Joe Cole sets the record straight on his injury-plagued move to Liverpool in an exclusive interview with the ECHO, speaking on behalf of TNT Sports.
Joe Cole wants to set the record straight about his Liverpool career once and for all.
The former England international joined the Reds on a free transfer from Chelsea in the summer of 2010 but was plagued by injury during his two-and-half years with the club. Limited to 42 appearances, of which 23 were starts, he was farmed out on loan to Lille after just one season at Anfield, before leaving for West Ham United on a free transfer in January 2013 following a brief reprieve under new manager Brendan Rodgers.
Admittedly, Cole is not the most popular former Liverpool player. While his Bosman arrival on a big-money deal was celebrated at the time, his struggles ultimately saw him tarred by association with the doomed manager who signed him, Roy Hodgson, and hated former owners Tom Hicks and George Gillett. Consequently, not many tears were shed when he did leave the club.
But the 42-year-old knows this. He admits he regrets how his Liverpool career turned out, as he struggled following his recovery from a serious ACL injury at Chelsea.
And after comments about his move to the Reds earlier this month earned the former midfielder fresh backlash from supporters, he now wants to set the record straight on his move to the club.
“I did the John Obi-Mikel podcast and I think it just got taken a little out of context, what I was saying,” Cole exclusively told the ECHO, speaking on behalf of TNT Sports who will show the midweek fixtures in the Premier League this week, including Liverpool’s home clash with Chelsea on Wednesday 31 January. “I want to set a few things straight.
“We were generally talking about my career as a whole and we got onto Liverpool. What I was trying to say was, with hindsight, my body was done. I could never be the player that I was in the years before.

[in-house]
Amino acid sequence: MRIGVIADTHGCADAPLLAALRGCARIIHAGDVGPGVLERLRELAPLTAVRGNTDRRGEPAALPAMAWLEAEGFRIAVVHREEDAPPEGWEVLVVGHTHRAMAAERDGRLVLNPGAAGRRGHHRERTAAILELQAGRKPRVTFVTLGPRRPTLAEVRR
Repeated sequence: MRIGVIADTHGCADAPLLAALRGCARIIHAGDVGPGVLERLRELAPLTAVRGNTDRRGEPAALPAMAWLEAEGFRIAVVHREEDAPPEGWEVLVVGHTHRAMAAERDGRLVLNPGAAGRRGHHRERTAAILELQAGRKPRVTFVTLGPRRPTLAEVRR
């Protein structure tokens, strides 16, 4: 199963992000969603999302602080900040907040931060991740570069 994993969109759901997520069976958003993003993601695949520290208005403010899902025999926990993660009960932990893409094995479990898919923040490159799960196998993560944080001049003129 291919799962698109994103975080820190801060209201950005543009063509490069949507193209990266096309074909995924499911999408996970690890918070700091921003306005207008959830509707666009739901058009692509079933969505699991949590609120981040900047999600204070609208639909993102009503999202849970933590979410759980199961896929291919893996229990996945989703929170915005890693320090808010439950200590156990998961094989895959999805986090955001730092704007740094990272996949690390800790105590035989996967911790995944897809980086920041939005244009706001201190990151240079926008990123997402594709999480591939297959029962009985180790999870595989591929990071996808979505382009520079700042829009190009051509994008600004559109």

“I kept breaking down after that and history will say that. I was saying probably if I’d stayed at Chelsea or gone somewhere in another country, it would have probably been a little bit easier to sort of manage my body.
“But going up to Liverpool, with the expectations and everything, and then to keep breaking down. It’s been picked up like I knew I was a crock and I signed because of that, but it wasn’t.
“In my mind at the time, I was like, ‘Right, I wanna sign here because…’, obviously Chelsea made the decision that they wanted to go in a different direction, and I chose Liverpool over lots of other clubs. I loved the big nights that we played there when I went there with Chelsea. I just thought it would be cool to play in that place.
“But my body was done. I certainly wasn’t going with the intention of not doing it. Anyone who knows me knows that I was a consummate professional during that time, trying to make it work. It just wasn’t right.”
Cole is a confessed Chelsea fan and admits he’ll be cheering on his former club against Liverpool, both on Wednesday night and in next month’s League Cup final. But he holds no grudges or ill-feeling against the Reds.
Still regretting how his time at the club unfolded, he lifted the lid on how his brief stint at Anfield was ravaged by injury despite his best efforts.
“I’m a Chelsea fan and I’ll be supporting Chelsea on Wednesday night,” he admitted. “But I don’t hold any grudges with Liverpool. I’ve always liked the people and the club, it was just the wrong time for both of us.
“I know that people pick it up and it gets sensationalised, but I regret it because it didn’t work. I’m sure both parties regret it.
“But it wasn’t that I stiffed anyone at the time. My knee was just f****d, I couldn’t stay fit. With hindsight, it was a bad decision all around. Fantastic club, with good people but it just didn’t work, did it?
“I don’t like that, ‘Oh, he’s come up here and taken the money.’ I tried my nuts off, and I did. I tried everything to stay fit and get fit. I just kept breaking down.
“I’d get fit, get back in the team, maybe nick a goal here or there, start playing well but then bang, I’d break down and I’d be out for four to five weeks. Then someone else would come in and you have to fight them for a place.
“I just wasn’t getting the rhythm. It was a frustrating time, I’m not going to lie. But I did everything I could with the knowledge I had to try and stay fit.
“I’d stay at Melwood to get treatment, first one in, last one out. Some people have mileage on the clock and unfortunately, that was it. When your body is just… you see it with lots of players.
“I was lucky that I was 29 when I came so I had already had 12-13 years playing professionally. And I still played after that until I was 36, but I was never the same player that I was. That’s just how it was.”
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